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Ask An Expert: Ko Maeda, Ph.D., UNT Department of Political Science

Ko Meada, Ph.D., UNT Department of Political Science

UNT System HR brings you UNT World experts with this periodic and always timely installation called "Ask An Expert." So, let's ask...

EXPERT: Ko Maeda, Ph.D., Associate Professor and Graduate Placement Director in UNT's Department of Political Science, is a Japanese citizen and holds permanent residence in the United States. The Tokyo Olympics are underway after being postponed one year due to COVID-19. Yet, as the Games go on, COVID is again surging through Japan and much of the world, the Olympic athletes are restricted to operating in a bubble, fans are prohibited from attending the competitions and the city faces significant financial shortfalls after spending billions to host the Games. Dr. Maeda takes us behind the scenes to examine how the Japanese public feels about these Games, why the Japanese government was adamant that the Games must go on and what the future holds for future Games in the country. 

 

Hosting an Olympic Games is seen as a grand way for a city (and country) to showcase itself to the world. Tokyo was first selected to be Japan’s bidding city for the 2020 Games by the Japanese Olympic Committee in July 2011. In March 2011, Japan was hit hard by a massive earthquake and tsunami. Was interest in hosting the 2020 Games directly tied to show the country's desire to show the world its recovery from that terrible natural disaster? 
It is true that recovery from the disaster was a main theme when Tokyo was bidding to host the 2020 Games. Yet, Tokyo started its quest to host the Olympics in 2006, which is five years before the disaster. It bid for the 2016 Games but failed, and its proposal for 2020 was based on the previous one. So, it is hard to say that the motivation to host the Olympics stemmed from the disaster.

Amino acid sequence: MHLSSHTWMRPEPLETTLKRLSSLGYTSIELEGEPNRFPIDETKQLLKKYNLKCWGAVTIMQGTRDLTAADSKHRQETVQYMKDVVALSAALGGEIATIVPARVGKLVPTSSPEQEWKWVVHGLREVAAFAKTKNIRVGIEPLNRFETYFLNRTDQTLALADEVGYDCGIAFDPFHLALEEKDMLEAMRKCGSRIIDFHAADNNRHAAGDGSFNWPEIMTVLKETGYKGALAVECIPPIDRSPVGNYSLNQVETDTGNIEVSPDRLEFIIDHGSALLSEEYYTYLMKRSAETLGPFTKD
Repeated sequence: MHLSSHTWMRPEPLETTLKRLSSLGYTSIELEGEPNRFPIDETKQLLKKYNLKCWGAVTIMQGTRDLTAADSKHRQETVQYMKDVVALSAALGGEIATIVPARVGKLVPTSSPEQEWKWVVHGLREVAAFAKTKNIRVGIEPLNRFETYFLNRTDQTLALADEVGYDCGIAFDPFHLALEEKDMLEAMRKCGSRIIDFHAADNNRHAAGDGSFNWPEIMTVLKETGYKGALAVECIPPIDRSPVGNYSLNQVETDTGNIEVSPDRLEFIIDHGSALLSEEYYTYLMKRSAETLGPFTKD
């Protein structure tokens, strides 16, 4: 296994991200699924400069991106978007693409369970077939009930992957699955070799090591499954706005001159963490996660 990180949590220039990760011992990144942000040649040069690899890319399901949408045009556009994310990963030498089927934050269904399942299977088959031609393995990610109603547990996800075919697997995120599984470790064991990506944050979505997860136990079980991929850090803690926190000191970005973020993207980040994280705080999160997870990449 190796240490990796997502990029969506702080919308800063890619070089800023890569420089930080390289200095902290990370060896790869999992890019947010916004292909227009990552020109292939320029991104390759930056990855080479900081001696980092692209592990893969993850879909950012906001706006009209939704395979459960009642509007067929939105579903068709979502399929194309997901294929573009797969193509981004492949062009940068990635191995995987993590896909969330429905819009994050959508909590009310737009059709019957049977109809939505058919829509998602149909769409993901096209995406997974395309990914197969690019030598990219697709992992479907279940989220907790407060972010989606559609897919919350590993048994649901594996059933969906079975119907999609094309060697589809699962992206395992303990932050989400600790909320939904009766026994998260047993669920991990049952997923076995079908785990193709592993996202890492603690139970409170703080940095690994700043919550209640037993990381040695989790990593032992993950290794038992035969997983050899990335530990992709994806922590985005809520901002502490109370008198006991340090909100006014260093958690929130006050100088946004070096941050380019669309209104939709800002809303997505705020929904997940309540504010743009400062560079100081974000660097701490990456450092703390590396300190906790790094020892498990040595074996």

The ongoing pandemic forced the postponement of the 2020 Tokyo Games until July 2021, and one year later with Covid-19 cases surging in Japan and across the world, Japan chose to prohibit spectators at all venues, leaving facilities that cost billions empty during competition. Public opinion polls reveal negative feelings from the Japanese public about the Olympics being allowed to go on. Why is this? 
Opinion polls have never shown very high levels of enthusiasm for the Olympics, but support dropped further due to Covid. The country is currently suffering from the fifth wave of the pandemic. Tokyo is under a state of emergency that will last through the Olympics, and the medical systems have been stretched thin. People are already tired and frustrated with the Covid-related restrictions. I think many people are feeling that the money to host the Olympics may be better spent to help those who are struggling, and people are also afraid that the influx of athletes, staff and journalists from all over the world might worsen the pandemic situation.

Why was the Japanese government adamant about ensuring the Games go on as scheduled? 
The constitution requires that general elections be held at least every four years, and the next one must be done by this fall. Prime Minister Yoshihide Suga has been criticized for his handling of the pandemic and has been struggling with low approval ratings. I think he is hoping for a major bump in his popularity after successfully carrying out the Olympics. For that reason, I don't think canceling the event was ever an option in his mind.

Because Japan has exceeded its Olympic budget threefold by some estimates, and revenue will be significantly curtailed because of no fans, will this sour Japan on bidding for future summer or winter Olympic Games?
The city of Sapporo, the site of the 1972 Winter Games, has already been working to bid for the 2030 Winter Games. Mayors of major cities often talk about bidding for the Olympics, presumably to gain popularity. But public support for Sapporo's bid is likely to decline if people see more losses than gains in the aftermath of the Tokyo Games.